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Europeans bolster Palestinian bid at the UN (+video)

Support from the Europeans for Palestinian non-member 'state' status may derive partly from concern that Palestinians would view missiles, not diplomacy, as the way to sway Israel.

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Abbas, in a rare interview on Israeli TV last year, said it had been a mistake for the Arab world to reject the 1947 partition plan, which would have given the Palestinians far more land than they have today. In 1988, Palestinian leader Yasser Arafat accepted a state based on the 1967 lines, which amounts to 22 percent of historic Palestine, but such a state has yet to be negotiated.

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Peace talks have been stalled for two years, with Palestinians refusing to come back to the table until Israel again freezes the expansion of Jewish settlements in the West Bank, increasingly encroaching on the territory intended for a Palestinian state.

Israel, which has repeatedly invited the Palestinians to resume negotiations with no preconditions, opposes the UN bid as a unilateral move that is not in the spirit of peacemaking. Two key Israeli concerns are the state’s ability to maintain security under any eventual peace deal, and a fear that Palestinians will try to use a state along 1967 borders as a springboard for reestablishing sovereignty over all of historic Palestine.

“None of these vital interests, these vital interests of peace, none of them appear in the resolution that will be put forward before the General Assembly today and that is why Israel cannot accept it,” said Israeli Prime Minister Benjamin Netanyahu this morning, speaking at the Menachem Begin Heritage Center in Jerusalem. “The only way to achieve peace is through agreements that are reached by the parties directly; through valid negotiations between themselves, and not through UN resolutions that completely ignore Israel’s vital security and national interests. And because this resolution is so one-sided, it doesn’t advance peace, it pushes it backwards.”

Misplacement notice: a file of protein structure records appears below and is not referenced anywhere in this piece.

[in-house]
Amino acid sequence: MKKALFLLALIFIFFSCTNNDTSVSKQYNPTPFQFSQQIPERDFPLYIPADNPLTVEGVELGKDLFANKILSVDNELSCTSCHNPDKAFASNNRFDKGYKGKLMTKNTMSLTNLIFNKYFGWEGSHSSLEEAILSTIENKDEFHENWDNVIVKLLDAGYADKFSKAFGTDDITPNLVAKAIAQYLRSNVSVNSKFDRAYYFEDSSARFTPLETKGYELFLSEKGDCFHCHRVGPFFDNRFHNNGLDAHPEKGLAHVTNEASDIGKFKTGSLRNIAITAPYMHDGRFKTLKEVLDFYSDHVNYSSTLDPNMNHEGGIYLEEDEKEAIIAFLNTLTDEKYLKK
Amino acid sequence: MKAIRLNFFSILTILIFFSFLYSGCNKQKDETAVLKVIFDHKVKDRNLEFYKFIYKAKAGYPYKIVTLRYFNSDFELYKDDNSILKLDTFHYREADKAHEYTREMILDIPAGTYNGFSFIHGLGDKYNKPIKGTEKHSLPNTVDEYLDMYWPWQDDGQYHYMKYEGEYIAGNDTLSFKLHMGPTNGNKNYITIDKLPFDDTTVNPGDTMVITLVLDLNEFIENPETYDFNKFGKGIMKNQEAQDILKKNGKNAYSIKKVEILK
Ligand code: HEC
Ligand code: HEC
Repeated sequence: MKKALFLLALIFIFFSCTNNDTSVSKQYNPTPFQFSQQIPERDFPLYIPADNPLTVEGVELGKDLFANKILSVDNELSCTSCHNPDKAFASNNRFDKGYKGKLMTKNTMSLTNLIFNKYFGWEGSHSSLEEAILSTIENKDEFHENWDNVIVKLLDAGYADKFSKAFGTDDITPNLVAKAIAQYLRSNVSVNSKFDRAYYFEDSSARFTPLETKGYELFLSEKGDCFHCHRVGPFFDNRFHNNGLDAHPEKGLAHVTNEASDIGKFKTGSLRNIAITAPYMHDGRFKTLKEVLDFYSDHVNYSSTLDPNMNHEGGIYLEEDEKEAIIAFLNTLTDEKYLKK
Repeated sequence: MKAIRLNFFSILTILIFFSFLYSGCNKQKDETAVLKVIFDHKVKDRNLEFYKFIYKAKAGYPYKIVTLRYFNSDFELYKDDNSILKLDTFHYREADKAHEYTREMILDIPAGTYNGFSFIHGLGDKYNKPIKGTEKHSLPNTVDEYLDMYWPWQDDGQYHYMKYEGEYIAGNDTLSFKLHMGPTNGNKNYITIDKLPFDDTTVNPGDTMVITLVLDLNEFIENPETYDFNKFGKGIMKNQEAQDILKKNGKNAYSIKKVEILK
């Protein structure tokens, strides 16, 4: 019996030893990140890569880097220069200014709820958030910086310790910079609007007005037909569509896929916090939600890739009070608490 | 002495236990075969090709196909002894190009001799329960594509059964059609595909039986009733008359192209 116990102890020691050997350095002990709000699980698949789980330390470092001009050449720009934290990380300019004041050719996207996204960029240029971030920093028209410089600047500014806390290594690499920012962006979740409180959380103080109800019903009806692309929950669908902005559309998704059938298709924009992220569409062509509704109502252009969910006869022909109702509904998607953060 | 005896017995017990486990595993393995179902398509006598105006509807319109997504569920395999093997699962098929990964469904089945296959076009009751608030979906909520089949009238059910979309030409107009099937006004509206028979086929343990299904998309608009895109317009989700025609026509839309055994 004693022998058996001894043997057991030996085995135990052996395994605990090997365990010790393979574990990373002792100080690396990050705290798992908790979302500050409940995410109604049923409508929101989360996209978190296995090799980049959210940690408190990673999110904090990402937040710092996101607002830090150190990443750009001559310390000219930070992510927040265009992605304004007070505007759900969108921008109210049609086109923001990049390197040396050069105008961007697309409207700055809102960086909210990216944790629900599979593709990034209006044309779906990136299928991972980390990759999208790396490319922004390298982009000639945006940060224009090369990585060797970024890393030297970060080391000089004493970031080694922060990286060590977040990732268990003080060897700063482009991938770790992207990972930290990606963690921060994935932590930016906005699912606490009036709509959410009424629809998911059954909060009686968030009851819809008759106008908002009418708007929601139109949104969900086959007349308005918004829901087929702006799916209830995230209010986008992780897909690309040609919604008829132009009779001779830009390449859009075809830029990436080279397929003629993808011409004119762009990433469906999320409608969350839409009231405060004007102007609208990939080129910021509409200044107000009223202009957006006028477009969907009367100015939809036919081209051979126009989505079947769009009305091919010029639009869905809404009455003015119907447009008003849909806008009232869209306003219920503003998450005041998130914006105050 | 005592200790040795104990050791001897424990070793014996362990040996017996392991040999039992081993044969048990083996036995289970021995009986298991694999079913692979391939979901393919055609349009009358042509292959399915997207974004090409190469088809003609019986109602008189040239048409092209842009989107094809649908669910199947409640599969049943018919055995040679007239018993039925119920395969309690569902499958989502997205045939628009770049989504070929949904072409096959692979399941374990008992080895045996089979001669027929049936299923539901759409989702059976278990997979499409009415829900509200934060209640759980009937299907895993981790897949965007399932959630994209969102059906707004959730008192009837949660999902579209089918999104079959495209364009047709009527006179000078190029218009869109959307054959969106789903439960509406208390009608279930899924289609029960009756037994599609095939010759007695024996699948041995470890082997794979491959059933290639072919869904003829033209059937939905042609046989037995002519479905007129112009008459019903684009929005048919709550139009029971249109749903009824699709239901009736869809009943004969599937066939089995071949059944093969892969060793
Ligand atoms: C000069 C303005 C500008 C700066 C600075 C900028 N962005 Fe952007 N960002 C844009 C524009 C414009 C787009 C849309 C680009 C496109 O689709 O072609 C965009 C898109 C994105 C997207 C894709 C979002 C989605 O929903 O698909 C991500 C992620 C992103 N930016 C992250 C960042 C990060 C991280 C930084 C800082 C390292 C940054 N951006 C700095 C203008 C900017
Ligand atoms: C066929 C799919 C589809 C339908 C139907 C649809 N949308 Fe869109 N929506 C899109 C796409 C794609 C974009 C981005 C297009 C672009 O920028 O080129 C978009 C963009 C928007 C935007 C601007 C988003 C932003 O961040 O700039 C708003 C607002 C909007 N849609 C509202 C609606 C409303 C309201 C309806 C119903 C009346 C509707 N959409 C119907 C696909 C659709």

Financial threats

Israel, which collects tax revenues on behalf of the Palestinian Authority, has threatened to punish the Palestinian leadership financially if it goes ahead with the UN vote. The US, which gives roughly half a billion dollars per year to the cash-strapped PA, has also threatened to withhold aid. (For more on Israel's push against the UN bid, read our Monitor briefing.)

But Palestinians, who see few other viable options for gaining leverage over Israel, say that their right to self-determination is not up for negotiation. Their resolution does call, however, for negotiation on all outstanding core issues – including security, borders, Palestinian refugees, and more – to be resolved according to previous UN resolutions, the 2002 Arab Peace Initiative, and the Quartet road map.

“Israeli behavior is what is mine is mine, and what is yours is up to negotiation,” says Xavier Abu Eid of the PLO’s negotiation affairs department. But given the expansion of Israeli settlements, which are turning the West Bank into a piece of Swiss cheese unsuitable for establishing a state, the Palestinians can’t afford to wait much longer.

“If you stole my apple and the whole world says that you stole my apple, and even you say that this apple may not be yours,” says Mr. Abu Eid, referring to the Israelis, “and you are telling me, yes, I want to give your apple back, but you are eating my apple … by the time that you decide to give me back my apple, I am not going to have anything. It will be too late."

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